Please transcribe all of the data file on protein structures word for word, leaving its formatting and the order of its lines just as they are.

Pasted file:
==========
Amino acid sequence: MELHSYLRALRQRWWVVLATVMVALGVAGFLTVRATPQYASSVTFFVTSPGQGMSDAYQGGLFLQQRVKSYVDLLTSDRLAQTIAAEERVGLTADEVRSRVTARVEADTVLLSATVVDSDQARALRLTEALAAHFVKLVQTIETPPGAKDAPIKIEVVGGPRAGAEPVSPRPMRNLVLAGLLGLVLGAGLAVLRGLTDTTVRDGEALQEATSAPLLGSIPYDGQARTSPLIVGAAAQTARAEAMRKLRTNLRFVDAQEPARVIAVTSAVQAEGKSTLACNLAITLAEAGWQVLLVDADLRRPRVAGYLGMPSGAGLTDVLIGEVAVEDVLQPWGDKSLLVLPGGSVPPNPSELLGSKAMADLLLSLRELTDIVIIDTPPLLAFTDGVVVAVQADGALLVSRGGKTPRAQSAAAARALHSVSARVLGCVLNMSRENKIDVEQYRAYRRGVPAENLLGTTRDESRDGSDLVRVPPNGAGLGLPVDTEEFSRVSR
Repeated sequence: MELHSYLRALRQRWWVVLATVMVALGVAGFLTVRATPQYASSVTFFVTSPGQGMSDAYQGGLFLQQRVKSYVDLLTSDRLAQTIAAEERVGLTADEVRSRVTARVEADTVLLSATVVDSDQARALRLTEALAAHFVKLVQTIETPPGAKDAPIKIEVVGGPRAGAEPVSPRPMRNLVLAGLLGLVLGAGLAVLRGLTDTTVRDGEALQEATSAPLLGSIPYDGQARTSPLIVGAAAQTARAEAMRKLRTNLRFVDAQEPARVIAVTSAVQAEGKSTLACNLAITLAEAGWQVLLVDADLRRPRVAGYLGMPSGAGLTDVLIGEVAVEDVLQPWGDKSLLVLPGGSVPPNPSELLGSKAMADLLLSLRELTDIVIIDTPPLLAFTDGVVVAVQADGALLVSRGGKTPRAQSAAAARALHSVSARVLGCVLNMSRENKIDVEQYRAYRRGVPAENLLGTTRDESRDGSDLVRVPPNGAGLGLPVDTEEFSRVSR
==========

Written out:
Amino acid sequence: MELHSYLRALRQRWWVVLATVMVALGVAGFLTVRATPQYASSVTFFVTSPGQGMSDAYQGGLFLQQRVKSYVDLLTSDRLAQTIAAEERVGLTADEVRSRVTARVEADTVLLSATVVDSDQARALRLTEALAAHFVKLVQTIETPPGAKDAPIKIEVVGGPRAGAEPVSPRPMRNLVLAGLLGLVLGAGLAVLRGLTDTTVRDGEALQEATSAPLLGSIPYDGQARTSPLIVGAAAQTARAEAMRKLRTNLRFVDAQEPARVIAVTSAVQAEGKSTLACNLAITLAEAGWQVLLVDADLRRPRVAGYLGMPSGAGLTDVLIGEVAVEDVLQPWGDKSLLVLPGGSVPPNPSELLGSKAMADLLLSLRELTDIVIIDTPPLLAFTDGVVVAVQADGALLVSRGGKTPRAQSAAAARALHSVSARVLGCVLNMSRENKIDVEQYRAYRRGVPAENLLGTTRDESRDGSDLVRVPPNGAGLGLPVDTEEFSRVSR
Repeated sequence: MELHSYLRALRQRWWVVLATVMVALGVAGFLTVRATPQYASSVTFFVTSPGQGMSDAYQGGLFLQQRVKSYVDLLTSDRLAQTIAAEERVGLTADEVRSRVTARVEADTVLLSATVVDSDQARALRLTEALAAHFVKLVQTIETPPGAKDAPIKIEVVGGPRAGAEPVSPRPMRNLVLAGLLGLVLGAGLAVLRGLTDTTVRDGEALQEATSAPLLGSIPYDGQARTSPLIVGAAAQTARAEAMRKLRTNLRFVDAQEPARVIAVTSAVQAEGKSTLACNLAITLAEAGWQVLLVDADLRRPRVAGYLGMPSGAGLTDVLIGEVAVEDVLQPWGDKSLLVLPGGSVPPNPSELLGSKAMADLLLSLRELTDIVIIDTPPLLAFTDGVVVAVQADGALLVSRGGKTPRAQSAAAARALHSVSARVLGCVLNMSRENKIDVEQYRAYRRGVPAENLLGTTRDESRDGSDLVRVPPNGAGLGLPVDTEEFSRVSR